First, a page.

Give the Answer in Your Question
As we’ve talked about quite a bit in this post, the key to promoting engagement in children (especially special needs children) is positive reinforcement and helping them feel successful.
This last idea is awesome for this because you give the answer to your question in your question.
I know, I know, then what is the point in asking the question?
*allow me to stand on my soapbox*
Sometimes I feel we focus too much on cramming information into children’s heads. We focus on trying to teach them everything we know and want them to know.
But, more important than that, I think there needs to be a focus on learning how to learn. This is especially true for children with developmental delays/differences such as autism.
Now, I’m not talking about how to teach kids to score well on standardized tests.
Children need to learn how to think for themselves, how to be confident in academic and social settings, and how to handle the problems that will come in life.
But for all of that to happen, they need to have confidence in the little things.
*tuck soapbox into the closet for another day*
So how does this look? Here’s an example.
(adult is holding up a picture of a child crying over a broken toy.)
Adult: This child is crying. Her toy broke. Why is the child crying?
Child: Her toy broke.
Yes, it really is that easy.
And when a child gives you the right answer, give praise and encouragement to keep giving answers. See here for my post on giving effective praise.
This one is sort of a bonus tip, so I’ll just touch on it.
A brain break is exactly that- a set time or activity where a child/children disengage and do something completely different for a few minutes.
This especially helps children with attention span difficulties and sensory children who have trouble sitting still for long periods of time.
With younger children, this can be something as simple and silly as a 1-minute wiggle-fest or singing a “moving” song- Head, Shoulders, Knees, and Toes, If You’re Happy and You Know It, etc.
With older children it may be playing a quick game. I will be doing a post soon on the “Stick Game” in all its simple, beautiful glory. The Hungry, Hungry Hippos app is free and also works as a great “brain break.” There are also several group games that are fast that we all remember from childhood- Miss Mary Mack, the Cup Game, Ink-a-Bink-a-Bottle-of-Ink, etc.
It is important to use brain breaks when you first see signs of fatigue and fidgety-ness. It is much better to take 2 minutes and play a silly game than take 10 minutes trying to deal with a meltdown.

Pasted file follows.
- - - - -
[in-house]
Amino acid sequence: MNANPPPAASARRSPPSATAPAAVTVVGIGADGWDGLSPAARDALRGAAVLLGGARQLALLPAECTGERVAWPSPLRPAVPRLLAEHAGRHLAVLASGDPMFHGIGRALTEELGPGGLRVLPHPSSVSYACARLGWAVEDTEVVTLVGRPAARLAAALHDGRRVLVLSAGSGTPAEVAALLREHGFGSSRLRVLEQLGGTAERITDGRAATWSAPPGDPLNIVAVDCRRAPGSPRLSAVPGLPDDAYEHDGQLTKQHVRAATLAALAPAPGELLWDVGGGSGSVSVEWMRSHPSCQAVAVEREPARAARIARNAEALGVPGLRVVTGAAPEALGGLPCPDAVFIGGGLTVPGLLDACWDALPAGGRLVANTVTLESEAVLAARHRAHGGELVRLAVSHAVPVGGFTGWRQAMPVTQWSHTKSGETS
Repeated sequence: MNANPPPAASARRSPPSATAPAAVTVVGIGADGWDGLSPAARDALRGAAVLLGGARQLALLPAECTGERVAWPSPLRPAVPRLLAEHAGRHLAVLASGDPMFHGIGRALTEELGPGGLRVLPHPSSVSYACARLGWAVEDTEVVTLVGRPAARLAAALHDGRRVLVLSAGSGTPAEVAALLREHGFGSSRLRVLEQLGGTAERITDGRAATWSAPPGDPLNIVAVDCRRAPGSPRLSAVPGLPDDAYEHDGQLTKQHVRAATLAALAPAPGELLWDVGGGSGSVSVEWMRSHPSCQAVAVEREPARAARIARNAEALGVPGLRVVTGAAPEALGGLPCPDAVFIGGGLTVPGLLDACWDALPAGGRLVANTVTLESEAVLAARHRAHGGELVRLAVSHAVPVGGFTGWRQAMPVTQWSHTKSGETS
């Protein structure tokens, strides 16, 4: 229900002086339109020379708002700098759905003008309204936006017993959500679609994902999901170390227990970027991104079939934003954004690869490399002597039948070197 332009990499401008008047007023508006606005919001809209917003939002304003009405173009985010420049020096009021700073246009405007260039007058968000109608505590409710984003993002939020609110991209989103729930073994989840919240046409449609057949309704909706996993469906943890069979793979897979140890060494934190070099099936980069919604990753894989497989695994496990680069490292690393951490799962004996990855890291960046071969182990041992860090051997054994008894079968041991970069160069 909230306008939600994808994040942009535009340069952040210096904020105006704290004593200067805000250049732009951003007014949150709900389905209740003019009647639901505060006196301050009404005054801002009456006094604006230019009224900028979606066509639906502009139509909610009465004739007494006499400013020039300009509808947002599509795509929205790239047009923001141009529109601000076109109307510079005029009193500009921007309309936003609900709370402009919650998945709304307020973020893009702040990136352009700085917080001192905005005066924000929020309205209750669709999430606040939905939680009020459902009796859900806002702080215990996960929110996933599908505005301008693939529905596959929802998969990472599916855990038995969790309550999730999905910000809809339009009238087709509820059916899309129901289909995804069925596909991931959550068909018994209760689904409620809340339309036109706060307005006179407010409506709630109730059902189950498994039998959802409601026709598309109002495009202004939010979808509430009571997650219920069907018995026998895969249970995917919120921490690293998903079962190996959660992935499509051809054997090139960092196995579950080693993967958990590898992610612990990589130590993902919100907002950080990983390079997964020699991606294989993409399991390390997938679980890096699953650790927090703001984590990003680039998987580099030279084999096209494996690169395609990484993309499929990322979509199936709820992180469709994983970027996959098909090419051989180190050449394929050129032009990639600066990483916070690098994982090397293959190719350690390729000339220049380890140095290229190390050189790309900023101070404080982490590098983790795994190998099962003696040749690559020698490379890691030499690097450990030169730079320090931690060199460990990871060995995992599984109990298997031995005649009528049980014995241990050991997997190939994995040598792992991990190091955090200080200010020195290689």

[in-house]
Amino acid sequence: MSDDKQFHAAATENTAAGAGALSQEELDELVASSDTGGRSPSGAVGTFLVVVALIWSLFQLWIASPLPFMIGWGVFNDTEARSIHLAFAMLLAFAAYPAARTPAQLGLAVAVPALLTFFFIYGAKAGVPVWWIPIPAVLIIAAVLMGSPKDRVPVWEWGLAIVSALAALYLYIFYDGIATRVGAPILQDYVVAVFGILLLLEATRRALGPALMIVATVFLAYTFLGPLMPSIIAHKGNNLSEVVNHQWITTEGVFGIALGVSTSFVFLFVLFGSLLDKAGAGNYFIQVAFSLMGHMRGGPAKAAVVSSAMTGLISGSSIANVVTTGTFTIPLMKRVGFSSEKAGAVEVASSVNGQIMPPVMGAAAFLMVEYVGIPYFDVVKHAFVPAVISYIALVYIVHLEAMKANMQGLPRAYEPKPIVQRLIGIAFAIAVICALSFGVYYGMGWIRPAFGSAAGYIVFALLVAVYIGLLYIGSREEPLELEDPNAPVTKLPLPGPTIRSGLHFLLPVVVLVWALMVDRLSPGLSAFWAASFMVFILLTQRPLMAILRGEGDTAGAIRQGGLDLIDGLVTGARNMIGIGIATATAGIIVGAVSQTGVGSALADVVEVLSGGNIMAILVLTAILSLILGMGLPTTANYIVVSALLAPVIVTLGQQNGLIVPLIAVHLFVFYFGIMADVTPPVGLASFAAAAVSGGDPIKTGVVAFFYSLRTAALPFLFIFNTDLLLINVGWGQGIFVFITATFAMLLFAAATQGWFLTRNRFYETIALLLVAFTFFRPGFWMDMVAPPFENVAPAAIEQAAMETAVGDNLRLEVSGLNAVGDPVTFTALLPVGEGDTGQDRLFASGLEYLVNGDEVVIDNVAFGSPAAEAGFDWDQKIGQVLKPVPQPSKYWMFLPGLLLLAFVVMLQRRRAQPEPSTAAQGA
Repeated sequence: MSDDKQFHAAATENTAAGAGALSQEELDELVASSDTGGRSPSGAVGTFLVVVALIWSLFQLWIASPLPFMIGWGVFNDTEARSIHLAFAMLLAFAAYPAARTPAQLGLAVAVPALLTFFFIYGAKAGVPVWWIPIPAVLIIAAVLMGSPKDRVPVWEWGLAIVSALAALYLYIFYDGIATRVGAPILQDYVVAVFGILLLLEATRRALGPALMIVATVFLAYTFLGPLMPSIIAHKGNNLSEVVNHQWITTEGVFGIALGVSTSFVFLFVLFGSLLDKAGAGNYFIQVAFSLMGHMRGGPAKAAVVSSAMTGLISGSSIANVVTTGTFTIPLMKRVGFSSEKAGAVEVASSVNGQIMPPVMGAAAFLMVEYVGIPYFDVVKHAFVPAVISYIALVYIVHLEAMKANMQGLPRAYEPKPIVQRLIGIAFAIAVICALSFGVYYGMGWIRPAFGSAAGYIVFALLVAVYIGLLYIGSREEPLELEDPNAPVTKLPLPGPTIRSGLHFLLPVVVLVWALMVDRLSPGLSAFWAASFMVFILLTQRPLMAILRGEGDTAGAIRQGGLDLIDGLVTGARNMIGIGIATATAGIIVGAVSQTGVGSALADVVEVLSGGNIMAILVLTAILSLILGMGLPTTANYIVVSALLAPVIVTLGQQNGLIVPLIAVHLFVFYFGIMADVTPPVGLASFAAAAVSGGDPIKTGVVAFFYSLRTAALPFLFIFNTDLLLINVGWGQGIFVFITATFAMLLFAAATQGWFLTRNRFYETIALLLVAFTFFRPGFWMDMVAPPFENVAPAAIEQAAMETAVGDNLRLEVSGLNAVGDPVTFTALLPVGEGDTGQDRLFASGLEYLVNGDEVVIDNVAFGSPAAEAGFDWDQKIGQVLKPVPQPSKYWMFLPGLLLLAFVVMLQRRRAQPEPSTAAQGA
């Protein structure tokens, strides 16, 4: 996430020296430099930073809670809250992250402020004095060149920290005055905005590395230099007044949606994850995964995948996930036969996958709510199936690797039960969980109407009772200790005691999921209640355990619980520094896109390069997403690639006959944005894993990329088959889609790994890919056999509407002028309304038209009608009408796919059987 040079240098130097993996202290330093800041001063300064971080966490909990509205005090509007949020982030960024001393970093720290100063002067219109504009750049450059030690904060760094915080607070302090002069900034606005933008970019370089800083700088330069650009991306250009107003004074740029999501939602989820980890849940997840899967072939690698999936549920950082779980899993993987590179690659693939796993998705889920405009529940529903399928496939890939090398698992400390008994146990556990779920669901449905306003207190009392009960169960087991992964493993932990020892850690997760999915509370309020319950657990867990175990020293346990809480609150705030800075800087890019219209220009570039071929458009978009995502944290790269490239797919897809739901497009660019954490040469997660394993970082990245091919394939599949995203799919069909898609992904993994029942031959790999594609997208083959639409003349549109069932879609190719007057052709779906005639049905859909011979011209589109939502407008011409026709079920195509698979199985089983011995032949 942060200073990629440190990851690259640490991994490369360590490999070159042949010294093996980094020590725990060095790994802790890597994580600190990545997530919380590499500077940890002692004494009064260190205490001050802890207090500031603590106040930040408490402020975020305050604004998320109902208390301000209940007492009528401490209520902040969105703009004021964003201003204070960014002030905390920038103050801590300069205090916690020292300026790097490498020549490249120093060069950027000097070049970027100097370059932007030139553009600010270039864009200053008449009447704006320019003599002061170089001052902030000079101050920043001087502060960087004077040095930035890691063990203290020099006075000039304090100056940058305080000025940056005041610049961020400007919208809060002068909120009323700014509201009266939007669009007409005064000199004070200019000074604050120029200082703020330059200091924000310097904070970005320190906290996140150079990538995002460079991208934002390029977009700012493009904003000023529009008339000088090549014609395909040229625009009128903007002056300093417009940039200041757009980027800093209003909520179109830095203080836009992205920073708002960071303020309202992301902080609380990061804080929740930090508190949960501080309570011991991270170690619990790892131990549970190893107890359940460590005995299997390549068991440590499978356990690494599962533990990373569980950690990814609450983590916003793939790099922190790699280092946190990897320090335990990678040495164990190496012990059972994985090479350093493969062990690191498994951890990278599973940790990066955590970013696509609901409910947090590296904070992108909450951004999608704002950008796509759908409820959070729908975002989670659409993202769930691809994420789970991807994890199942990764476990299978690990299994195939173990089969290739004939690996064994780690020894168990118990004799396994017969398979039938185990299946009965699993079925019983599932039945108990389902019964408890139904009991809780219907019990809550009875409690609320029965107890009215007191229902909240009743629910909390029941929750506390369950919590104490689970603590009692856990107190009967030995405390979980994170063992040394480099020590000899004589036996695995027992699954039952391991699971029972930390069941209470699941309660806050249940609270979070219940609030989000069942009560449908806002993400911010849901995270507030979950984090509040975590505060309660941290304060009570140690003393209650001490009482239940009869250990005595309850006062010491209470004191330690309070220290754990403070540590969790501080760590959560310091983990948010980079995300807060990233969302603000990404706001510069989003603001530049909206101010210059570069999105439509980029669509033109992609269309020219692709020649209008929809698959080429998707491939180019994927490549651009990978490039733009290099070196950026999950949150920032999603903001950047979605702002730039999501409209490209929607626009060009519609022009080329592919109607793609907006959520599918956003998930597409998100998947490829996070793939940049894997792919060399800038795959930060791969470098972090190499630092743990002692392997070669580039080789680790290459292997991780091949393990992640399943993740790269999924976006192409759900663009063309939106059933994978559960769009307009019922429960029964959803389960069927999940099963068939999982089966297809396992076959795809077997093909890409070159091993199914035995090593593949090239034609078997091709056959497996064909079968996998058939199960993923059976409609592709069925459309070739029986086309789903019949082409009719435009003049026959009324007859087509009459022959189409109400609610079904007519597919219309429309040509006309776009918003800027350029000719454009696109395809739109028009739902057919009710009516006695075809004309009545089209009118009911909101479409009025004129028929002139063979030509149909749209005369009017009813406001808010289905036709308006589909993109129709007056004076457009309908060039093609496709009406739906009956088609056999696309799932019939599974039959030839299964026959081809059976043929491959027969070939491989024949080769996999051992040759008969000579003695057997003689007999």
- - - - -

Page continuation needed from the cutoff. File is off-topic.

So there you have it. Four ideas that you can use to help keep children of all abilities engaged. I wanted to offer up these ideas as opposed to a token system (let’s call it what it is, bribery), because I feel that while that can be a good place to start, we ultimately want a child to feel intrinsically motivated to participate and pay attention in class.
Please email or comment with questions you may have. I want to be as helpful as possible!
Now, brace yourselves: Friday I will be talking about methods to deal with meltdowns. You know they will happen.
The national average incidence of autism is 1 in 68.
One in 691 babies born in the USA has Down Syndrome.
Now, I could just keep rattling off statistics, but here’s my point: whether it is babysitting, a church calling, or extended family members, chances are you will come into contact with a child with special needs.
In my life, I have seen several instances where an adult has the opportunity to interact with and teach a child, but they feel overwhelmed or don’t know how to effectively teach a child with special needs.
Because of this, I was inspired to write this series on teaching and working with special needs children when you are not trained to be a teacher.
I want this to be helpful to as many people as possible, so I am trying to offer basic principles that can be adapted for any age group or any needs that a child may have. If you have specific questions, please email me!
Set Clear, Simple Expectations
If it’s one thing I’ve learned as a speech therapist (and, let’s face it, more so as a mom) it is that I use too many words. I’ll completely botch a golden teaching moment by trying to explain it as an adult, rather than trying to explain it on a child’s level.
The best thing you can possibly do is set clear, simple expectations.
Notice I didn’t say rules.
Rules sound so restrictive. Even though kids need (and secretly crave) rules, I think setting expectations puts it in a more positive light. As in this is what I expect and know you can do, versus you can’t do this or this or this.
Here are some examples:
Hands to self.
Raise your hand to speak.
Eyes on teacher.
Obviously, these are for little ones- probably ages 3-5.
You can adapt them as necessary.
Pictures are great.
Pictures help enormously.
Pictures are even more helpful when your expectations are simple and direct.
It really is as easy as printing pictures off of the internet and gluing them onto construction paper.
Maybe cardstock if you wanna get fancy.
Children respond to visual input WAY better than auditory input. This is especially true for children with special needs. Pictures are tangible, and there’s no chance of the meaning getting lost in translation.